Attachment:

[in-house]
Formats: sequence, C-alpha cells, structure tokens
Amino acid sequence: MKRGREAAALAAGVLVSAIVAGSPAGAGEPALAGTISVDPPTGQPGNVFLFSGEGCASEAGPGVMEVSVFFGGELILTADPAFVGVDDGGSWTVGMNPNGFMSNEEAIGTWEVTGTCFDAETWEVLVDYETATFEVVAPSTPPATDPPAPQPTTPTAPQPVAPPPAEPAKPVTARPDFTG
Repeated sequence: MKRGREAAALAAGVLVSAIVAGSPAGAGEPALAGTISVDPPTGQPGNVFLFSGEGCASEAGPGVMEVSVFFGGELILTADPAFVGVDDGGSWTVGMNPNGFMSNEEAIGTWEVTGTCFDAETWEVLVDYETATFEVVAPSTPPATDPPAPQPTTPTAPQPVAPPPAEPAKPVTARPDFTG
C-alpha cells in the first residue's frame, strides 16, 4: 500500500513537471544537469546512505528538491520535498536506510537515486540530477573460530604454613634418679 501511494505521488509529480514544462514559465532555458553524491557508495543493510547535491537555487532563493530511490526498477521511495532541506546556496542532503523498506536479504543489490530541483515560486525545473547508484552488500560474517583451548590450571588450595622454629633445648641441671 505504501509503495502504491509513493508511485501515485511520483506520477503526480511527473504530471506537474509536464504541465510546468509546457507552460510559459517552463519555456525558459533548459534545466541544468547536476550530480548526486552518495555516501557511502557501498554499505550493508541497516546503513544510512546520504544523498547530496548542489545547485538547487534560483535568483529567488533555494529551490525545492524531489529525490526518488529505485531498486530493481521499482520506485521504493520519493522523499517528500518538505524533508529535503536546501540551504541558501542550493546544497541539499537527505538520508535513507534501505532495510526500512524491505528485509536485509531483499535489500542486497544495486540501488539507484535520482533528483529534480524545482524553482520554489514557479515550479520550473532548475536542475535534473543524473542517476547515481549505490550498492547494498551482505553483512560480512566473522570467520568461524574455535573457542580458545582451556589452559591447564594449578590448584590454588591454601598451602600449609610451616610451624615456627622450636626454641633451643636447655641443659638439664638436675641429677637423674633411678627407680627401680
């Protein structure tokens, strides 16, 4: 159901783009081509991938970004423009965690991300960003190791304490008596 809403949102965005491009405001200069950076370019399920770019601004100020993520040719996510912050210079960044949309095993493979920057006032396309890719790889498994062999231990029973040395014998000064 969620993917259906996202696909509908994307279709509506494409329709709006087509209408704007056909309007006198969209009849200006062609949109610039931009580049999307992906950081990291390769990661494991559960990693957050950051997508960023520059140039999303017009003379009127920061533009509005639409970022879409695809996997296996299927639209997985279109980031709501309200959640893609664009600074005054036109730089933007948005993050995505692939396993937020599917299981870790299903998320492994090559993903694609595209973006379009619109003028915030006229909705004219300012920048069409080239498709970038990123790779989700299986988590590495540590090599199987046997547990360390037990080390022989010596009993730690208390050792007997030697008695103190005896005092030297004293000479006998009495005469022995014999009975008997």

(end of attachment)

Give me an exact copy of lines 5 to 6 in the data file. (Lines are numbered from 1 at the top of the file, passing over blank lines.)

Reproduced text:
C-alpha cells in the first residue's frame, strides 16, 4: 500500500513537471544537469546512505528538491520535498536506510537515486540530477573460530604454613634418679 501511494505521488509529480514544462514559465532555458553524491557508495543493510547535491537555487532563493530511490526498477521511495532541506546556496542532503523498506536479504543489490530541483515560486525545473547508484552488500560474517583451548590450571588450595622454629633445648641441671 505504501509503495502504491509513493508511485501515485511520483506520477503526480511527473504530471506537474509536464504541465510546468509546457507552460510559459517552463519555456525558459533548459534545466541544468547536476550530480548526486552518495555516501557511502557501498554499505550493508541497516546503513544510512546520504544523498547530496548542489545547485538547487534560483535568483529567488533555494529551490525545492524531489529525490526518488529505485531498486530493481521499482520506485521504493520519493522523499517528500518538505524533508529535503536546501540551504541558501542550493546544497541539499537527505538520508535513507534501505532495510526500512524491505528485509536485509531483499535489500542486497544495486540501488539507484535520482533528483529534480524545482524553482520554489514557479515550479520550473532548475536542475535534473543524473542517476547515481549505490550498492547494498551482505553483512560480512566473522570467520568461524574455535573457542580458545582451556589452559591447564594449578590448584590454588591454601598451602600449609610451616610451624615456627622450636626454641633451643636447655641443659638439664638436675641429677637423674633411678627407680627401680
């Protein structure tokens, strides 16, 4: 159901783009081509991938970004423009965690991300960003190791304490008596 809403949102965005491009405001200069950076370019399920770019601004100020993520040719996510912050210079960044949309095993493979920057006032396309890719790889498994062999231990029973040395014998000064 969620993917259906996202696909509908994307279709509506494409329709709006087509209408704007056909309007006198969209009849200006062609949109610039931009580049999307992906950081990291390769990661494991559960990693957050950051997508960023520059140039999303017009003379009127920061533009509005639409970022879409695809996997296996299927639209997985279109980031709501309200959640893609664009600074005054036109730089933007948005993050995505692939396993937020599917299981870790299903998320492994090559993903694609595209973006379009619109003028915030006229909705004219300012920048069409080239498709970038990123790779989700299986988590590495540590090599199987046997547990360390037990080390022989010596009993730690208390050792007997030697008695103190005896005092030297004293000479006998009495005469022995014999009975008997």